If you operate a business out of your home, you may be able to deduct a wide variety of expenses. These may include part of your rent or mortgage costs, insurance, utilities, repairs, maintenance, and cleaning costs related to the space you use.
It is a tricky area of the tax code that’s full of pitfalls for the unwary. Here are some of the top mistakes people make.
Not taking it
This is probably the biggest mistake those with home offices make. Some believe the deduction is too complicated, while others believe taking a home office deduction increases your chance of being audited. While the rules can be complicated, there are now simple home office deduction methods available to every business.
Not exclusive or regular
Your home office must be used exclusively and regularly for your business.
- Exclusively: If you use a spare bedroom as a business office, it can’t double as a guest room, a playroom for the kids, or a place to store your hockey gear. Any kind of non-business use can invalidate your deduction.
- Regularly: Your office should be the primary place you conduct your regular business activities. That doesn’t mean that you have to use it every day nor does it stop you from doing work outside the office, but it should be the primary place for business activities such as record keeping, billing, making appointments, ordering equipment, or storing supplies.
Mixing use with other work
If you are an employee for someone else in addition to running your own business, be careful in using your home office to do work for your employer. Generally, IRS rules state you can use a home office deduction as an employee only if your employer doesn’t provide you with a local office.
Unfortunately, this means if you run a side business out of your home office, you cannot also bring work home from your employer and do it in your home office. That could invalidate your use of the home office deduction.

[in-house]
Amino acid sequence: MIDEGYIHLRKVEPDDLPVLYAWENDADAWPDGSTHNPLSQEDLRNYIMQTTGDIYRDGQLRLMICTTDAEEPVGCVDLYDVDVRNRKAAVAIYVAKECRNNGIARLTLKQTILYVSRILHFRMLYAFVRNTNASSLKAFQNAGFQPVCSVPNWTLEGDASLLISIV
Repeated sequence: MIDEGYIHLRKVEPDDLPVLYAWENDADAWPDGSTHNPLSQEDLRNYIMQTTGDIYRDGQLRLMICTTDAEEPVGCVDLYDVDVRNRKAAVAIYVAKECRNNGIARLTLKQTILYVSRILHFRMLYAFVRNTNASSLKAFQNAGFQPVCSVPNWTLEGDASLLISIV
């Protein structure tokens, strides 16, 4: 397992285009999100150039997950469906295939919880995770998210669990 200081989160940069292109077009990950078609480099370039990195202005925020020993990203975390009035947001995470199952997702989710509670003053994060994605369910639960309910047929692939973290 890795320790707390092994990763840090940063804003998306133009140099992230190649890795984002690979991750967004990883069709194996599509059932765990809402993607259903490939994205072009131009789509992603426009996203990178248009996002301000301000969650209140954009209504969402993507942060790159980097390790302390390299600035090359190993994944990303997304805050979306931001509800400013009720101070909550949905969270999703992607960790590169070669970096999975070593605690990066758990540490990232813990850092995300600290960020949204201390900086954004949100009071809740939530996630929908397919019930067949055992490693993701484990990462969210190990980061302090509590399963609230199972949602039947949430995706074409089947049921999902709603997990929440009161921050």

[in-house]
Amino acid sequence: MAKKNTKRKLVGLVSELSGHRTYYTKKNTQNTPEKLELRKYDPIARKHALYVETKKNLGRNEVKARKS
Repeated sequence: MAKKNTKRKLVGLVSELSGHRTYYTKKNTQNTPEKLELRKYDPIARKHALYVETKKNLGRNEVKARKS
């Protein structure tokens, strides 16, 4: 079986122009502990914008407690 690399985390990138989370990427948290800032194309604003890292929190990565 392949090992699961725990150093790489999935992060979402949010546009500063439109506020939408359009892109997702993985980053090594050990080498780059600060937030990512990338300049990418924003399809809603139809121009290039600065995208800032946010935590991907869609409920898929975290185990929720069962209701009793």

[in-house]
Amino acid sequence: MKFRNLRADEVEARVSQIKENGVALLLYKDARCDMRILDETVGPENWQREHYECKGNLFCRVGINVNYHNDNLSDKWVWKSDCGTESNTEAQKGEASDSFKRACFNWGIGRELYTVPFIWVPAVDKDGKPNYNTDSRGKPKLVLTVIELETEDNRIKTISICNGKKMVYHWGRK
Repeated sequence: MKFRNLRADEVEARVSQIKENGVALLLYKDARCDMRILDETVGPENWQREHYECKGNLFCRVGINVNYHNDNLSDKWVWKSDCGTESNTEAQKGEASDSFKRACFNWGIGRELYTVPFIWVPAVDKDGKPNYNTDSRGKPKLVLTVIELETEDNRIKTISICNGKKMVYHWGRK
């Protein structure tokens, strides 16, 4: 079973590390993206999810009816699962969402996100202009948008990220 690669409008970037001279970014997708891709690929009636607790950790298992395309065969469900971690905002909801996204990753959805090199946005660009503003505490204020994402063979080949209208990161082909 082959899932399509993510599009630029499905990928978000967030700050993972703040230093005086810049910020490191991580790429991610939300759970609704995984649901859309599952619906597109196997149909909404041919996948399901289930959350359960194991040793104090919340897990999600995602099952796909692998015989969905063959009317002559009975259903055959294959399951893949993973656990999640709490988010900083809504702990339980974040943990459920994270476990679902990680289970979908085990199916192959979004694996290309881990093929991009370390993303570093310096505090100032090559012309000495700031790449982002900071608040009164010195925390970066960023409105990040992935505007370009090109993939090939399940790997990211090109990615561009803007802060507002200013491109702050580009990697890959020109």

The recapture problem
If you have been using your home office deduction, including depreciating part of your home, you could be in for a future tax surprise. When you later sell your home you will need to account for this depreciation. The depreciation recapture rules create a possible tax liability for many unsuspecting home office users.
Not Getting Help
There are special rules that apply to your use of the home office deduction if:
• You are an employee of someone else.
• You are running a daycare or assisted living facility out of your home.
• You have a business renting out your primary residence or a vacation home.
The home office deduction can be tricky, so ask for help, especially if you fall under one of these cases.
Simplified Home Office Deduction
There’s a simple “safe harbor” home office deduction. You take the square footage of your office, up to 300 square feet, and multiply it by $5. This gives you a potential $1,500 deduction under the simplified option. However, your savings could be much greater than $1,500, so it’s often worth getting help to calculate your full deduction using the standard rules.